ZZEC Set To Commission Its 50-Megawatt Thermal Power Plant

2 years ago
Mon, 02 Aug 2021 05:35:48 GMT
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ZZEC Set To Commission Its 50-Megawatt Thermal Power Plant

Energy company Zimbabwe Zhongxin Electric Company (ZZEC), is set to commission its 50-megawatt thermal power plant in Hwange in October, the country’s first coal-fired plant owned by a private firm.

Minister Soda told The Sunday Mail Business in an interview that the company was waiting for equipment to evacuate power from the plant to the grid.

He said a 5MW solar plant at Cross Mabele in the Matabeleland North province will be commissioned in the next two weeks while Harava Solar was targeting to start feeding 6MW of electricity onto the national grid before the end of the year. Said minister Soda:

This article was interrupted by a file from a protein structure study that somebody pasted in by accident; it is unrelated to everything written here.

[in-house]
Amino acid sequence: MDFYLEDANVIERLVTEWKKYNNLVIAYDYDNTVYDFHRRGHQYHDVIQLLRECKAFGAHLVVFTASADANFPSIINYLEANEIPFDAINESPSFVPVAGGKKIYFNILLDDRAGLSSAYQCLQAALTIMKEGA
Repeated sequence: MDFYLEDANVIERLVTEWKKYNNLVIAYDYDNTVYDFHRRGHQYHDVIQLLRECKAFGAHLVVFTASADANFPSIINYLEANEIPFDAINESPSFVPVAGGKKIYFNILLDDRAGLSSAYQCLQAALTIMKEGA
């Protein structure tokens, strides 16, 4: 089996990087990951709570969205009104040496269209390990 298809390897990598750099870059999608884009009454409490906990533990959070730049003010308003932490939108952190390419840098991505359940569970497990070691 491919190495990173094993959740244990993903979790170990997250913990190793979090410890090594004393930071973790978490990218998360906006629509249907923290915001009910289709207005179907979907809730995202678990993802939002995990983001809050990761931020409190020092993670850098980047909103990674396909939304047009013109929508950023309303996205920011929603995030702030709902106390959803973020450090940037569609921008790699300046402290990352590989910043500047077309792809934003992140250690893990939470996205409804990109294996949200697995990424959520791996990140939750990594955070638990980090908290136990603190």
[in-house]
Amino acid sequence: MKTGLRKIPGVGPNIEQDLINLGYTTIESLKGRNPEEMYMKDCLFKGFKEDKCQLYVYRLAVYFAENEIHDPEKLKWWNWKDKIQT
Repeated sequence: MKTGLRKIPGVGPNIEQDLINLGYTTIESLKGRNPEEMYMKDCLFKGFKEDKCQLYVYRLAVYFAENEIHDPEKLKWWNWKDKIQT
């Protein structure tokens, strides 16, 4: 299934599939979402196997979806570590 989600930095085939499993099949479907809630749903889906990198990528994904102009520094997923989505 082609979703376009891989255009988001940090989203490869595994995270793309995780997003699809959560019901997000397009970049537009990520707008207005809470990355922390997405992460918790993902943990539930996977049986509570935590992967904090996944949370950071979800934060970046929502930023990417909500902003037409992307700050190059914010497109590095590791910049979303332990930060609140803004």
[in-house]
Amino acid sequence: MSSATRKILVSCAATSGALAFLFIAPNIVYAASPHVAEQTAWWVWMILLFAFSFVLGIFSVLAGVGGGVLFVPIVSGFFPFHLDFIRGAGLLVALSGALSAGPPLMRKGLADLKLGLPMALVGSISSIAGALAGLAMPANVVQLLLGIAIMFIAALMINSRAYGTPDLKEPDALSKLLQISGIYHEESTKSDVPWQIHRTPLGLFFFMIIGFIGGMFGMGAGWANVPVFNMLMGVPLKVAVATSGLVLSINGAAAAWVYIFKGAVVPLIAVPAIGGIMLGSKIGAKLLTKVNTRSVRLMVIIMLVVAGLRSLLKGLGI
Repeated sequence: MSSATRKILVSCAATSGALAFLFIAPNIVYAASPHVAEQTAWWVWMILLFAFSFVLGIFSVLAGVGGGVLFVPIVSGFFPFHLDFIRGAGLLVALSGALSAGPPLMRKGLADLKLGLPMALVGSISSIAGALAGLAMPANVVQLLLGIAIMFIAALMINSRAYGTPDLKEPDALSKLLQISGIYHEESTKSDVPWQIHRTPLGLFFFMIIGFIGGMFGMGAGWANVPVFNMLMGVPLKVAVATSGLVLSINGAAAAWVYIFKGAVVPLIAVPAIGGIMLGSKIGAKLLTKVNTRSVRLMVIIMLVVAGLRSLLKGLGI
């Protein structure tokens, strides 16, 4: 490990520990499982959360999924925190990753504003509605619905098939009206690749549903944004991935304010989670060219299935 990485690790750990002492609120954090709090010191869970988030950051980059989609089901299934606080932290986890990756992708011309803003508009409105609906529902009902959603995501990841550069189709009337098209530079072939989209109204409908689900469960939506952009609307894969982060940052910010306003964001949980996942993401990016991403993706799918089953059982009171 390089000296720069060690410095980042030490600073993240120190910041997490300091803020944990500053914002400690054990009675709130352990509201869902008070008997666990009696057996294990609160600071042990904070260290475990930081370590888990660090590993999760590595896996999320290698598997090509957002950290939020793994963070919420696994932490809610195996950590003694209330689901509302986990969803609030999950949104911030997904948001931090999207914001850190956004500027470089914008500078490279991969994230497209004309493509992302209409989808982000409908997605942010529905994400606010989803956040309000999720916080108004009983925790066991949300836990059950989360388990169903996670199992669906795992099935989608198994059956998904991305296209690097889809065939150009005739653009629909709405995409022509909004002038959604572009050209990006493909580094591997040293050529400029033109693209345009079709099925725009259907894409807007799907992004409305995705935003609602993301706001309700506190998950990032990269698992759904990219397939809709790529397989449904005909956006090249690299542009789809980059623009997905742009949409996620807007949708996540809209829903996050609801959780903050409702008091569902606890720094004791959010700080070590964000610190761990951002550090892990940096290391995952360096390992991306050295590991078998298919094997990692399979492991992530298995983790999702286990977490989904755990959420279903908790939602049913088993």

We did a site visit at ZZEC recently and they assured us by September, the plant will be up and running.

It will open in two phases, starting with25 MW.

Soda added that the new plant will boost power supplies and narrow the gap between demand and supply since the power generated from the plant will be fed into the national grid.

Zimbabwe is currently producing an average of 1 400MW from its main production plants — Kariba hydroelectric and Hwange Thermal Station.

However, Hwange has of late been unreliable due to frequent breakdowns as the equipment is now too old.

There is, however, a plan to renovate the old plant while two additional new units are being built under the US$1,4 billion deal between Chinese Sino Hydro and Zesa.  The new units, now about 70 per cent complete will add 600MW onto the national grid.

When the extension is complete, Hwange Thermal will have four 120MW units from the first phase, two 220MW units from the second stage and the two 300MW units from the new third phase to give a total capacity of 1 520MW.

Zimbabwe has in recent years one of the most debilitating power shortages that saw some parts of the country going for 18 hours without power at the peak of the crisis.

The Southern African country has also been importing power from South Africa and Mozambique.

More: The Sunday Mail



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